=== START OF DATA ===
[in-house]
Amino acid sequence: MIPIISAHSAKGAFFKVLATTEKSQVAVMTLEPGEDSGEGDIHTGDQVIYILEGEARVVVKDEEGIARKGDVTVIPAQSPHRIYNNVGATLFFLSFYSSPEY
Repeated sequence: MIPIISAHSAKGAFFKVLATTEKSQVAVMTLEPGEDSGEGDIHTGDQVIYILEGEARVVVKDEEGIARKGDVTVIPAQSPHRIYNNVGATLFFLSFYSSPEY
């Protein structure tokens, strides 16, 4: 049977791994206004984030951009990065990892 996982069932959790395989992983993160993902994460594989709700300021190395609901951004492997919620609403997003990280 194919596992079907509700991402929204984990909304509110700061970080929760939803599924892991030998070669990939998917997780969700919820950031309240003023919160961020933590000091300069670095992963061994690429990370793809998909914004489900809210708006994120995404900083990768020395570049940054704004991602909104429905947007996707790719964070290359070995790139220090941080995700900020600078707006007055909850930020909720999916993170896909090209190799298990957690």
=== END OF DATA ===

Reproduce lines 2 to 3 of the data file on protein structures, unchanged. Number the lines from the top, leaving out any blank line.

Amino acid sequence: MIPIISAHSAKGAFFKVLATTEKSQVAVMTLEPGEDSGEGDIHTGDQVIYILEGEARVVVKDEEGIARKGDVTVIPAQSPHRIYNNVGATLFFLSFYSSPEY
Repeated sequence: MIPIISAHSAKGAFFKVLATTEKSQVAVMTLEPGEDSGEGDIHTGDQVIYILEGEARVVVKDEEGIARKGDVTVIPAQSPHRIYNNVGATLFFLSFYSSPEY